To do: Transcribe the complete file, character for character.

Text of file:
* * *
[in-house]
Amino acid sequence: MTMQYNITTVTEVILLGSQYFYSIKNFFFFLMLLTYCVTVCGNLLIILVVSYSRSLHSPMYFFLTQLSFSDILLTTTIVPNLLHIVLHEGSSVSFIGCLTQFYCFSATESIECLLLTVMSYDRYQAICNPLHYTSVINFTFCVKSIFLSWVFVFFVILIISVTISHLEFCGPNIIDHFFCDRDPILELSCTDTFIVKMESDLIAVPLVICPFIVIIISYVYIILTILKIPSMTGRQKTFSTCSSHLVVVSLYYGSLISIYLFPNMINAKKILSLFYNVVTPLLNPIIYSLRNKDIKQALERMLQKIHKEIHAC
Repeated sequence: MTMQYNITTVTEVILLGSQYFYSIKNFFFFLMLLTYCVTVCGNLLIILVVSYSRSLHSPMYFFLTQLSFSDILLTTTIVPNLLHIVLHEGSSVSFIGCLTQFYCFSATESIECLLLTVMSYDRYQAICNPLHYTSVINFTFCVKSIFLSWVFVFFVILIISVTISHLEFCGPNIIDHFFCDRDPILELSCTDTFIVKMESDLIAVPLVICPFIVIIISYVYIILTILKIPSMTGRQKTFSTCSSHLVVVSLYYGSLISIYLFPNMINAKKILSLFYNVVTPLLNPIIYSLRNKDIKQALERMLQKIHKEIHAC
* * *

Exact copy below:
[in-house]
Amino acid sequence: MTMQYNITTVTEVILLGSQYFYSIKNFFFFLMLLTYCVTVCGNLLIILVVSYSRSLHSPMYFFLTQLSFSDILLTTTIVPNLLHIVLHEGSSVSFIGCLTQFYCFSATESIECLLLTVMSYDRYQAICNPLHYTSVINFTFCVKSIFLSWVFVFFVILIISVTISHLEFCGPNIIDHFFCDRDPILELSCTDTFIVKMESDLIAVPLVICPFIVIIISYVYIILTILKIPSMTGRQKTFSTCSSHLVVVSLYYGSLISIYLFPNMINAKKILSLFYNVVTPLLNPIIYSLRNKDIKQALERMLQKIHKEIHAC
Repeated sequence: MTMQYNITTVTEVILLGSQYFYSIKNFFFFLMLLTYCVTVCGNLLIILVVSYSRSLHSPMYFFLTQLSFSDILLTTTIVPNLLHIVLHEGSSVSFIGCLTQFYCFSATESIECLLLTVMSYDRYQAICNPLHYTSVINFTFCVKSIFLSWVFVFFVILIISVTISHLEFCGPNIIDHFFCDRDPILELSCTDTFIVKMESDLIAVPLVICPFIVIIISYVYIILTILKIPSMTGRQKTFSTCSSHLVVVSLYYGSLISIYLFPNMINAKKILSLFYNVVTPLLNPIIYSLRNKDIKQALERMLQKIHKEIHAC